Addendum 1: The proposed changes in full and the required format (and incorporating subsequent changes to ACP/3A1/11, 13, 14, & 15)
Addendum 2: More proposed changes, added at the same time as the revised version of the main document (5 October 2012).
This contribution presents the Asia-Pacific Telecommunity Common Proposals (ACPs) for the work of 2012 World Conference on International Telecommunications. These proposals have been developed by the APT Preparatory Group for WCIT-12 which held four meetings through 2011-2012, and have been approved by the Member administrations according to the approval procedure for APT Common Proposals to the WCIT-12.
Article 9 of the UN Convention on the Rights of Persons with Disabilities (UNCRPD) promotes the use of ICTs to enable full participation of persons with disabilities in all aspects of life, on an equal basis with others.
It would seem appropriate that the World Conference on International Telecommunications recognizes this by a provision that Member States encourage the provision of global services based on international standards that ensure accessible telecommunications and ICT services to persons with disabilities.
In line with this proposal, Hungary hereby proposes a new article on International Telecommunication Regulations (ITRs) named “Accessibility for Persons with disabilities”.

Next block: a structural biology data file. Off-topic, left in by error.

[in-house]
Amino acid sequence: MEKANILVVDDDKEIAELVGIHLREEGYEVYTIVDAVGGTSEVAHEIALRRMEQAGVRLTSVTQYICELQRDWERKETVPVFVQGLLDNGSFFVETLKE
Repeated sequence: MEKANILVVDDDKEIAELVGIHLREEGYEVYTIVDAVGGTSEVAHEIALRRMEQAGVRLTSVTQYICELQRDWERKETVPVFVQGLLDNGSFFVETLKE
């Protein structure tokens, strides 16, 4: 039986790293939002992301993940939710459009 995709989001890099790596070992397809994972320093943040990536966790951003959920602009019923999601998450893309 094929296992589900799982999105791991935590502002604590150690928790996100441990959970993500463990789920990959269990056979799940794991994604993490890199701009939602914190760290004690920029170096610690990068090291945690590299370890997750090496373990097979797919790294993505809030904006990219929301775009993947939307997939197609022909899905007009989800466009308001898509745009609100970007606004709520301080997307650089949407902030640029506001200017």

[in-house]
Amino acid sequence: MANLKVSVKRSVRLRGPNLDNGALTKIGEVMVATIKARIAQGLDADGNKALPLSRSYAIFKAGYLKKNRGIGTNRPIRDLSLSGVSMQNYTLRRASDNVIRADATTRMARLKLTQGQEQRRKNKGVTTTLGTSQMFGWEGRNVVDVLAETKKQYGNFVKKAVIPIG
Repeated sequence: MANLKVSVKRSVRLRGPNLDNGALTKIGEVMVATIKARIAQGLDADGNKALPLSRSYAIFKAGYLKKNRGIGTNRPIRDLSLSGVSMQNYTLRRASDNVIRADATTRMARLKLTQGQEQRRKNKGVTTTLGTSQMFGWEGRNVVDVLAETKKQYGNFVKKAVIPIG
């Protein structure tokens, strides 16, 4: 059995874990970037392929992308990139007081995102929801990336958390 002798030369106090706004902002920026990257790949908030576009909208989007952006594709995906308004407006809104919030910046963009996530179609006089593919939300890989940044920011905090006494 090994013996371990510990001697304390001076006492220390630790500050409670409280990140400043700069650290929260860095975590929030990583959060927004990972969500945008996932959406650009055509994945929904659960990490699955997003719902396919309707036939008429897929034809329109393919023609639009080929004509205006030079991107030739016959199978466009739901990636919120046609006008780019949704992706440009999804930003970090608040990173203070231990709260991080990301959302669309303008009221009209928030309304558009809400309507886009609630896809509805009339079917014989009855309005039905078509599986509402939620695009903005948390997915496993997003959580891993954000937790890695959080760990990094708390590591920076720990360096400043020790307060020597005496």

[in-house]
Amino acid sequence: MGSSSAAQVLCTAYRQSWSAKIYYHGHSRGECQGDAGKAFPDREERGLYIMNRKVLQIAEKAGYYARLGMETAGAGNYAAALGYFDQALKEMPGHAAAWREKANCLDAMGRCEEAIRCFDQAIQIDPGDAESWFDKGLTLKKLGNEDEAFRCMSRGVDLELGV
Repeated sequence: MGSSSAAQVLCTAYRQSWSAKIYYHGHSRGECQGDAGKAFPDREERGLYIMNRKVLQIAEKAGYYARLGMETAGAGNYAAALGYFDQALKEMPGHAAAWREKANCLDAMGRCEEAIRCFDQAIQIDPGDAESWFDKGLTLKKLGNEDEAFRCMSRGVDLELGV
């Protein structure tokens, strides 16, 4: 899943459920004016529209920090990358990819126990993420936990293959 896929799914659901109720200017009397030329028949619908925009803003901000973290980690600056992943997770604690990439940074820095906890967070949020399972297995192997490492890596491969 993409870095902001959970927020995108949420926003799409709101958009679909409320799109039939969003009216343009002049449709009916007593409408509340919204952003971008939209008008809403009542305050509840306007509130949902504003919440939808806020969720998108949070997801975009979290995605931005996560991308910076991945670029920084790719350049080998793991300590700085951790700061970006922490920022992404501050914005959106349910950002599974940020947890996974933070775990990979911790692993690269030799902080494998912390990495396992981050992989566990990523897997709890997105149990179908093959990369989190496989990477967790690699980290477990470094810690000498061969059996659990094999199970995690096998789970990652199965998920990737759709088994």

The new article should appear after the current article 8. Thus it should be numbered 8A. We note however that a proposal for a new article 8A on a totally different topic is found in WCTI/4 Add.2. In order to avoid confusion, we propose therefore to provisionally number our proposed new article as 8B, as follows:
Taking into account discussions at the 25 January 2010 meeting, and section 10 of the report of that meeting, and referring to Contribution 5 from the Arab States, Syria, on behalf of the Arab States, proposes that the group’s report to WCIT-12 be structured as follows:
2. The need for revision of the ITRs (this covers abrogation, modifications, and new provisions, including titles of articles)
3. Summary of the work of the ITR-EG and of the CWG-WCIT12
4. Main issues considered by the CWG-WCIT and possibly relevant Study Groups in accordance with their mandate
4.1 Basic provisions of the ITRs (Articles 1, 2, 7 and 8; Resolutions 1, 2 and 4-7 and Recommendations 1 and 2 of WATTC-88; and new issues on this subject)
4.2 International telecommunication services (Articles 3 and 4; and Resolution 8 of WATTC-88; and new issues on this subject)
4.3 Misuse of numbering resources, including calling party number delivery
4.4 Misappropriation of numbering resources
4.5 Security and safety in the context of ICT usage (Article 5; and new issues on this subject)
There have been discussions within CWG-WCIT12 regarding the interaction between article 10.4 of the ITRs (regarding notification of consent to be bound by the ITRs) and provisions of the Constitution regarding notification of approval of revisions of the Administrative Regulations, and some participants have requested that the Legal Advisor provide some information on that topic.